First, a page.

Welcome to my blog created on Mother's Day 2010, after receiving a Stage3 BC diagnosis. If you are a new member of the Sisterhood of Cancerous Breasts, I bow to you Sister, you may want to read from the beginning. If you are already a Follower, thank you Dear Reader, for your sweet company. Come in, make yourself comfy, and I will tell you a story.
2018: I’m part of a new sorority now. Always wanted to go to Club Med, not Club Met! It’s back and so I’m back!
Monday, October 18, 2010
Not all Original Parts
Oh no, with a chestless chest, my ass is going to look huge!
I wrote this in last night's blog. It has been confirmed.
We love you for your heart and head and don't really care if you are boobless or big assed. Yulie
Laughed my big ass off about that one Yulie.
Yes, I often look back to see the parade following behind me, making sure you are all there as I march some steps like the Saints, and crawl others. When I log in to write my blog, my heart always sinks a bit when there is no reader comment. I know you are there, but every once in awhile when you are quiet, I begin to wonder, you still there?
U there? I know you are.
It really helped me to move forward saying what I needed to say, knowing what I have to do, and talking to that scared kitty. I think it is true when you name your fears and sadness, when you write things down, they seem so much more manageable and contained.
Journaling has also been a helpful therapy for me; I get things out of my head when I release them to paper.
That is a huge part of what this blog does for me; thank you for listening, even to what is lurking.
Despite what lurks, it is not the focus. I am generally feeling calm and peaceful as I wind down life with Flopsy and Mopsy, and wait for the news of what is in there when they open me up.
Whatever the losses this whole cancer gig brings, the love and generosity and grace that constantly comes my way helps fill the places that are so forlorn and empty. Fills them to overflowing.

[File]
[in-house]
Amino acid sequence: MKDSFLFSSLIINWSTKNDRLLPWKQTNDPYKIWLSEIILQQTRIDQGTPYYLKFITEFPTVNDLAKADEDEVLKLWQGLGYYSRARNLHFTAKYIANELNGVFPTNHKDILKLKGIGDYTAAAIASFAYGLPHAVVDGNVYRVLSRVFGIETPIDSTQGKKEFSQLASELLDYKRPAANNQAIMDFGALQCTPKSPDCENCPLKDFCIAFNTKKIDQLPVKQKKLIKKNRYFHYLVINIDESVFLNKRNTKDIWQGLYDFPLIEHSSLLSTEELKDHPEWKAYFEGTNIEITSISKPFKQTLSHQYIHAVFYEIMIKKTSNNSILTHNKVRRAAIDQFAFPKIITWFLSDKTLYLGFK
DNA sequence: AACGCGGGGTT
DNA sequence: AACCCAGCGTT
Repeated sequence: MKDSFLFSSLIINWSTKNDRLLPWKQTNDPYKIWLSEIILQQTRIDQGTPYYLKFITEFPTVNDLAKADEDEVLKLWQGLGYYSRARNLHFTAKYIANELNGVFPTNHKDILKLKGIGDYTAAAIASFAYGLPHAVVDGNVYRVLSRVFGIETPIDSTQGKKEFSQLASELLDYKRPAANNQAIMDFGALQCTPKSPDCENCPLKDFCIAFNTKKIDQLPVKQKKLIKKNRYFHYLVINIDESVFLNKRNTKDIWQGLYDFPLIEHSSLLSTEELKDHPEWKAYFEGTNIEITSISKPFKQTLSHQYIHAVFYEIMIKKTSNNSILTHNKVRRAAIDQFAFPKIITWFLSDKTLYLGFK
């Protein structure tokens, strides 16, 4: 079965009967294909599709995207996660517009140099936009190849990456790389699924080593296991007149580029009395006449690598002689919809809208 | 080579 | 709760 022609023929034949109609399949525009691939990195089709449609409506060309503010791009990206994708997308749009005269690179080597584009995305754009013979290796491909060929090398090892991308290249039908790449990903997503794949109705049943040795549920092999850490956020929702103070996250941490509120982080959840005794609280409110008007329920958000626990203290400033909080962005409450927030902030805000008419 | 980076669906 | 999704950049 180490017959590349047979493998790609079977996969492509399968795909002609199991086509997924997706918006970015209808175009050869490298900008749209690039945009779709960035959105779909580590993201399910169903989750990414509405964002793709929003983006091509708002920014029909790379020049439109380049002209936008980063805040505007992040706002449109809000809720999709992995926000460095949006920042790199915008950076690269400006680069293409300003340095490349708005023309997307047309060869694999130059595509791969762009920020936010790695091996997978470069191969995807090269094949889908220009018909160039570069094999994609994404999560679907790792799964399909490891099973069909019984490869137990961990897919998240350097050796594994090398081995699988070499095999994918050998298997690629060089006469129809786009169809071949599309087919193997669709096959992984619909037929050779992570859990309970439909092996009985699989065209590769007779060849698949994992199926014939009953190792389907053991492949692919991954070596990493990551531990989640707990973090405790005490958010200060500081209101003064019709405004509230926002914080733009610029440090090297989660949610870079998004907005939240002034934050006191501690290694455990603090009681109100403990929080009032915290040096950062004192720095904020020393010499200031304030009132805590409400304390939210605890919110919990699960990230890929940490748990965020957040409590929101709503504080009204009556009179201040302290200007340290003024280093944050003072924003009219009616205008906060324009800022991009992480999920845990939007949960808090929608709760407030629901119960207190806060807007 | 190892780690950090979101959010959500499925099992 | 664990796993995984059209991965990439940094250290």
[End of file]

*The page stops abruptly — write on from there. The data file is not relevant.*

One of my Sisters messaged she made me heart shaped pillows and sent them out priority mail to make sure I get them before my surgery. She says to use them under my arms as a cushion, and under the seat belt when I come home. No matter how I use them, I will always think about the love sewn into them.
Another Sister and I are pen pals now.
Another Sister, who recently had a BLM with skin sparing and one nipple taken, another nipple spared, offered to send me photos so I could see what it looks like.
I can't say enough about the community of Sisters out there, and how they have taken me into their fold. Women I don't even know and will probably never meet, showing up for me, telling me their stories and listening to mine.
There has been so much love and concern sent my way, and prayers too, some from the most unexpected places. Believe me, it makes a difference, a huge difference.
I keep thinking about all of Flopsy and Mopsy's years of service. Sure, there were some great romantic sexy moments, but mostly what I think about is the best thing they ever did. Nursing my baby boys. Looking back now, I was so lucky to be able to do that, and what beautiful memories.
There are so many young young women out there who are diagnosed before even having children. I feel very fortunate this did not happen to me until now. Where I am in my life and where I am spiritually, this was the best possible time, if there is such a thing. My children are older and very independent. There were so many other times in my life, if this had happened I would have been REALLY DEVASTATED.
It is a blessing that the place I am in my life, at 51, has helped me do something I never thought I could, and never imagined I would have to. Gradually my brain shifts towards surrender and acceptance.
I said out loud some of what I am afraid of, what worries me, what makes me sad.
Let me tell you though, I am not walking around crying my eyes out. I am still so in love with my life. I am still so grateful. I am still so blessed.
My appreciation for myself has blossomed. I am proud of me.
Yes I am anticipating the first few days, that first look, will be difficult and painful, and baby, nobody does melancholy like me.
I'll figure it out. I'll learn how to live with it. I will be ok.
As my friend CreativeLady wrote:
You will get through my dear friend, you will get through. We will all stand on the other side. A little worse for wear, not all original parts, but whole again because we have each other. We are there for you.
"Not all original parts, but whole again because we have each other."
Cancer sucks. I do not recommend it.
There is though a blessing and a lesson I found that is specific to when you really get for the first time, your life has an expiration date.
I found out what I'm made of, and realized that life is just one lesson after another after another, and what matters is not so much what happens to you, but rather your reply.
A zealous yes.
Yes to everything that makes this life and shapes this woman. Who can say which contributed more to my unfolding good?